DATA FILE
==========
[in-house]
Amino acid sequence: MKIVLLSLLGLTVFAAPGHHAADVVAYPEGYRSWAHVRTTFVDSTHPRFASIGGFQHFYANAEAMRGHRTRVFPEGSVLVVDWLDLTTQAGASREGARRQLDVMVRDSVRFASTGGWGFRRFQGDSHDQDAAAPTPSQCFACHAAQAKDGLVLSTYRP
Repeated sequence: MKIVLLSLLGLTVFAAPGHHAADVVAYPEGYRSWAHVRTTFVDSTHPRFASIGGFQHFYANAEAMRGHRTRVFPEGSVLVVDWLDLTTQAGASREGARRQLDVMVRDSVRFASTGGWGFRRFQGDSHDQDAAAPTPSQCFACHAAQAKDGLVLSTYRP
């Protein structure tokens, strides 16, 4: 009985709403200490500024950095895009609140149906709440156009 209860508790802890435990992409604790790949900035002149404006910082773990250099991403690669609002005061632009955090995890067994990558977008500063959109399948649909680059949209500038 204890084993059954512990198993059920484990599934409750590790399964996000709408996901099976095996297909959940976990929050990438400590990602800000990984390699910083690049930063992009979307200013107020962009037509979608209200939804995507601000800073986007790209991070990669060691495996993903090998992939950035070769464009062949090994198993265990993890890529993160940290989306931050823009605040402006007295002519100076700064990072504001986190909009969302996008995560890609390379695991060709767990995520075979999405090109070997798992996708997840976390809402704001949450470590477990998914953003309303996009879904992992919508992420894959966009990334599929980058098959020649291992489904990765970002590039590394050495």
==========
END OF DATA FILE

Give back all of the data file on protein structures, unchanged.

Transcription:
[in-house]
Amino acid sequence: MKIVLLSLLGLTVFAAPGHHAADVVAYPEGYRSWAHVRTTFVDSTHPRFASIGGFQHFYANAEAMRGHRTRVFPEGSVLVVDWLDLTTQAGASREGARRQLDVMVRDSVRFASTGGWGFRRFQGDSHDQDAAAPTPSQCFACHAAQAKDGLVLSTYRP
Repeated sequence: MKIVLLSLLGLTVFAAPGHHAADVVAYPEGYRSWAHVRTTFVDSTHPRFASIGGFQHFYANAEAMRGHRTRVFPEGSVLVVDWLDLTTQAGASREGARRQLDVMVRDSVRFASTGGWGFRRFQGDSHDQDAAAPTPSQCFACHAAQAKDGLVLSTYRP
């Protein structure tokens, strides 16, 4: 009985709403200490500024950095895009609140149906709440156009 209860508790802890435990992409604790790949900035002149404006910082773990250099991403690669609002005061632009955090995890067994990558977008500063959109399948649909680059949209500038 204890084993059954512990198993059920484990599934409750590790399964996000709408996901099976095996297909959940976990929050990438400590990602800000990984390699910083690049930063992009979307200013107020962009037509979608209200939804995507601000800073986007790209991070990669060691495996993903090998992939950035070769464009062949090994198993265990993890890529993160940290989306931050823009605040402006007295002519100076700064990072504001986190909009969302996008995560890609390379695991060709767990995520075979999405090109070997798992996708997840976390809402704001949450470590477990998914953003309303996009879904992992919508992420894959966009990334599929980058098959020649291992489904990765970002590039590394050495």